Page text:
Territorial evolution of Arizona
From Wikipedia, the free encyclopedia
- Historical territorial claims of Spain in the present State of Arizona:
- Historical territorial claims of Mexico in the present State of Arizona:
- Historical political divisions of the United States in the present State of Arizona:
- Unorganized territory created by the Treaty of Guadalupe Hidalgo, 1848-1850
- State of Deseret (extralegal), 1849-1850
- Territory of New Mexico, 1850-1912
- Gadsden Purchase of 1853
- American Civil War, 1861-1865
- Arizona Territory (CSA), 1861-1865
- Territory of Arizona, 1863-1912
- North-western corner of the Arizona Territory is transferred to the State of Nevada, 1867
- State of Arizona since February 14, 1912
- Mexican Boundary Exchanges: In 1927 under the Banco Convention of 1905, the U.S. acquired two bancos from Mexico at the Colorado River border with Arizona. Farmers Banco, covering 583.4 acres (2.361 km2), a part of the Cocopah Indian Reservation at , was ceded to the U.S. with controversy. Fain Banco (259 acres (1.05 km2)) at also became U.S. soil.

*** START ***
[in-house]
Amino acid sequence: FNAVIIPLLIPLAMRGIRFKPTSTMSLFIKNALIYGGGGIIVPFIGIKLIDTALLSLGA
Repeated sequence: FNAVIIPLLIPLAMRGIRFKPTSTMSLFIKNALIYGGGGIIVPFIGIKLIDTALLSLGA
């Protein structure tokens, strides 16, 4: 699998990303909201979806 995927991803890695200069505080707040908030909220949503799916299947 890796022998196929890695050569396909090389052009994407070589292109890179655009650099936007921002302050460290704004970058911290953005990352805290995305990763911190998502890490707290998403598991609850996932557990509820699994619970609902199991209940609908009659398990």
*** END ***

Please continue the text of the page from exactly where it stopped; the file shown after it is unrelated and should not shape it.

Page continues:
- Territorial evolution of California
- Territorial evolution of Colorado
- Territorial evolution of Nevada
- Territorial evolution of New Mexico
- Territorial evolution of Utah
- Thirty-seventh United States Congress (February 24, 1863). "An Act to provide a temporary Government for the Territory of Arizona, and for other Purposes" (cgi-bin). Retrieved June 5, 2009.
- Decisions of the Department of the Interior in cases relating to the public lands: 1927-1954. United States. Department of the Interior. Washington. For sale by the Supt. of Docs., U.S. Govt. Print. Off. pp. 25, 337. Retrieved 2013-07-25.